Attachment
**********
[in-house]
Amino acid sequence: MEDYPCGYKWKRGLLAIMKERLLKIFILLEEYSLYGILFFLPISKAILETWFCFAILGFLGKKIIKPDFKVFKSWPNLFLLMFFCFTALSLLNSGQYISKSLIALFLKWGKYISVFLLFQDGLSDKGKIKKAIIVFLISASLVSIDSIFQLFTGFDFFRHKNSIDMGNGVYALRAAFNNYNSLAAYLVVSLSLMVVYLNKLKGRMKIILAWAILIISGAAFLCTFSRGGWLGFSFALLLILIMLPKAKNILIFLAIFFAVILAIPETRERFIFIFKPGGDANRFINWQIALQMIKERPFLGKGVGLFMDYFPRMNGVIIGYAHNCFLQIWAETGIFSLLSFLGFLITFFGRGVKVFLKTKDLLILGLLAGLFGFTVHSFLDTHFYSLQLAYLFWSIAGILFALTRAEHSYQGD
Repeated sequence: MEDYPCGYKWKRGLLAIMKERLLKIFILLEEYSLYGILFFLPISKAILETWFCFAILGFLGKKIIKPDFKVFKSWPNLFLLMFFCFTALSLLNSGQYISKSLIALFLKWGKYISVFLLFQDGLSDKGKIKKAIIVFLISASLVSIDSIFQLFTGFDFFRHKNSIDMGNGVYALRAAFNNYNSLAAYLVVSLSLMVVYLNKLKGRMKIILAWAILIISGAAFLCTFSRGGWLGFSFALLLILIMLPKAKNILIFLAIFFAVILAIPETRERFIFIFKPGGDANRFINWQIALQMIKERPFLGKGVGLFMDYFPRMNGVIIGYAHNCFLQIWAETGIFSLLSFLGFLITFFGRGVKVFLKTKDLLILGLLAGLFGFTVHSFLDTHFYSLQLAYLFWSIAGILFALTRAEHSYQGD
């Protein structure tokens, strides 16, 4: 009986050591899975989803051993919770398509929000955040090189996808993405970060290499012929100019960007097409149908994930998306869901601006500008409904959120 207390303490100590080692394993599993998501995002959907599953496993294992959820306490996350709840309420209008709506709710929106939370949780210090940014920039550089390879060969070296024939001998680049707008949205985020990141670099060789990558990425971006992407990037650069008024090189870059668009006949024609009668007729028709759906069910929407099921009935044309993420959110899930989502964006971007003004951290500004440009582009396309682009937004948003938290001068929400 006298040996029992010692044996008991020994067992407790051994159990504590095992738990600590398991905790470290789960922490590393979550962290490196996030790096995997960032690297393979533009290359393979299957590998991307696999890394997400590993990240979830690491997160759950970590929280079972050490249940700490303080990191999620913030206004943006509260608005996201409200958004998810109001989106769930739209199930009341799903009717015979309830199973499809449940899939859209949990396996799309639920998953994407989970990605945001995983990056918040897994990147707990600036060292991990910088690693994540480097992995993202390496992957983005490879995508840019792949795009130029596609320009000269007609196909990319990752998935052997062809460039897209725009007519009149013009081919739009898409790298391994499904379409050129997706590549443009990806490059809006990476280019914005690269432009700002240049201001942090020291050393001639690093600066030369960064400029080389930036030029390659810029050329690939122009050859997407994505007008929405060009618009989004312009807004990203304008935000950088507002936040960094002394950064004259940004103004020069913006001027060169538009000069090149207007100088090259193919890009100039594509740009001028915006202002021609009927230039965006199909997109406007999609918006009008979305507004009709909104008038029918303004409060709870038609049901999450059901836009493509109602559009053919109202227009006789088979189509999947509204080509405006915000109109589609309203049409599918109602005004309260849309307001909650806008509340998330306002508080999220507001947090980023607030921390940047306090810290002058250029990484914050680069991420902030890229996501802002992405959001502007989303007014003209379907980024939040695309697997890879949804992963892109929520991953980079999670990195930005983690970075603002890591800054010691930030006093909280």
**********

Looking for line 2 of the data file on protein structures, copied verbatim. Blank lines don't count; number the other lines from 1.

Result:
Amino acid sequence: MEDYPCGYKWKRGLLAIMKERLLKIFILLEEYSLYGILFFLPISKAILETWFCFAILGFLGKKIIKPDFKVFKSWPNLFLLMFFCFTALSLLNSGQYISKSLIALFLKWGKYISVFLLFQDGLSDKGKIKKAIIVFLISASLVSIDSIFQLFTGFDFFRHKNSIDMGNGVYALRAAFNNYNSLAAYLVVSLSLMVVYLNKLKGRMKIILAWAILIISGAAFLCTFSRGGWLGFSFALLLILIMLPKAKNILIFLAIFFAVILAIPETRERFIFIFKPGGDANRFINWQIALQMIKERPFLGKGVGLFMDYFPRMNGVIIGYAHNCFLQIWAETGIFSLLSFLGFLITFFGRGVKVFLKTKDLLILGLLAGLFGFTVHSFLDTHFYSLQLAYLFWSIAGILFALTRAEHSYQGD